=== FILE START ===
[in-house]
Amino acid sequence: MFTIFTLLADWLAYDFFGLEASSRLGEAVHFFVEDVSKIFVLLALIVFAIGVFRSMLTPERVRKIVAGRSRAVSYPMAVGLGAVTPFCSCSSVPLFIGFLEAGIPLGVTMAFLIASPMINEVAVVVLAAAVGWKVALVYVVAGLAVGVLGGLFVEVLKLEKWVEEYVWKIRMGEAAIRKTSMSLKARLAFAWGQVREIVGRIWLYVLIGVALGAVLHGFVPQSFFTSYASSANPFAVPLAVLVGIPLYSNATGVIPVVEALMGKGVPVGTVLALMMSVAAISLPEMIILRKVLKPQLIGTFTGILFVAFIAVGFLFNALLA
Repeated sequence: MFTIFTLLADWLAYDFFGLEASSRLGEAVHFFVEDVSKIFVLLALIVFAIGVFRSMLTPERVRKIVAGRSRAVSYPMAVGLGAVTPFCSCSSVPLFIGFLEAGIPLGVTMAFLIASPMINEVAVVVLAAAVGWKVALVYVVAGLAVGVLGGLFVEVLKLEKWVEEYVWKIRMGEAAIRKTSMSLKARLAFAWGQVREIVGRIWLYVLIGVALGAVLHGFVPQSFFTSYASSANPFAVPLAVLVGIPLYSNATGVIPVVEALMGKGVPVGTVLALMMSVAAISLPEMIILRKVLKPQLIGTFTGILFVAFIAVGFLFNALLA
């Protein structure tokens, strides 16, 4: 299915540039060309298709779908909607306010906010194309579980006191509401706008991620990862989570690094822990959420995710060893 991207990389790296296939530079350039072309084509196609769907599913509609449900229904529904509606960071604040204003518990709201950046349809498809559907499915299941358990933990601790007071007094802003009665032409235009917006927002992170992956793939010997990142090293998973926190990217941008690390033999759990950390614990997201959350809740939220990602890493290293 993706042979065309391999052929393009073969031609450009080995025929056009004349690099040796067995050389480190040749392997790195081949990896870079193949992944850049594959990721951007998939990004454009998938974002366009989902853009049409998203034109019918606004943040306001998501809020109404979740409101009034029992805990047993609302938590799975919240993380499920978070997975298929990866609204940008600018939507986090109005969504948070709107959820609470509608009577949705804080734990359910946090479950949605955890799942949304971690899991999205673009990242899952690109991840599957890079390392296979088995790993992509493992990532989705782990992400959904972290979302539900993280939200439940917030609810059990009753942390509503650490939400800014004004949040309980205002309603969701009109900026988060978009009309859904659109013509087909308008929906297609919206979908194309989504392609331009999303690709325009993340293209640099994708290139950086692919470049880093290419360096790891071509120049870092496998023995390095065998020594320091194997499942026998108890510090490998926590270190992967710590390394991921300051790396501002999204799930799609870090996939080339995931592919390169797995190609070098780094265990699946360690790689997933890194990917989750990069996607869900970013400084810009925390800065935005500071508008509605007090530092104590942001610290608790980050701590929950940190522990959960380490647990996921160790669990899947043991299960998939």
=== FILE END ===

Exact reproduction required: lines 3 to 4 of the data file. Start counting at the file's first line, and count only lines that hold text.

Repeated sequence: MFTIFTLLADWLAYDFFGLEASSRLGEAVHFFVEDVSKIFVLLALIVFAIGVFRSMLTPERVRKIVAGRSRAVSYPMAVGLGAVTPFCSCSSVPLFIGFLEAGIPLGVTMAFLIASPMINEVAVVVLAAAVGWKVALVYVVAGLAVGVLGGLFVEVLKLEKWVEEYVWKIRMGEAAIRKTSMSLKARLAFAWGQVREIVGRIWLYVLIGVALGAVLHGFVPQSFFTSYASSANPFAVPLAVLVGIPLYSNATGVIPVVEALMGKGVPVGTVLALMMSVAAISLPEMIILRKVLKPQLIGTFTGILFVAFIAVGFLFNALLA
């Protein structure tokens, strides 16, 4: 299915540039060309298709779908909607306010906010194309579980006191509401706008991620990862989570690094822990959420995710060893 991207990389790296296939530079350039072309084509196609769907599913509609449900229904529904509606960071604040204003518990709201950046349809498809559907499915299941358990933990601790007071007094802003009665032409235009917006927002992170992956793939010997990142090293998973926190990217941008690390033999759990950390614990997201959350809740939220990602890493290293 993706042979065309391999052929393009073969031609450009080995025929056009004349690099040796067995050389480190040749392997790195081949990896870079193949992944850049594959990721951007998939990004454009998938974002366009989902853009049409998203034109019918606004943040306001998501809020109404979740409101009034029992805990047993609302938590799975919240993380499920978070997975298929990866609204940008600018939507986090109005969504948070709107959820609470509608009577949705804080734990359910946090479950949605955890799942949304971690899991999205673009990242899952690109991840599957890079390392296979088995790993992509493992990532989705782990992400959904972290979302539900993280939200439940917030609810059990009753942390509503650490939400800014004004949040309980205002309603969701009109900026988060978009009309859904659109013509087909308008929906297609919206979908194309989504392609331009999303690709325009993340293209640099994708290139950086692919470049880093290419360096790891071509120049870092496998023995390095065998020594320091194997499942026998108890510090490998926590270190992967710590390394991921300051790396501002999204799930799609870090996939080339995931592919390169797995190609070098780094265990699946360690790689997933890194990917989750990069996607869900970013400084810009925390800065935005500071508008509605007090530092104590942001610290608790980050701590929950940190522990959960380490647990996921160790669990899947043991299960998939």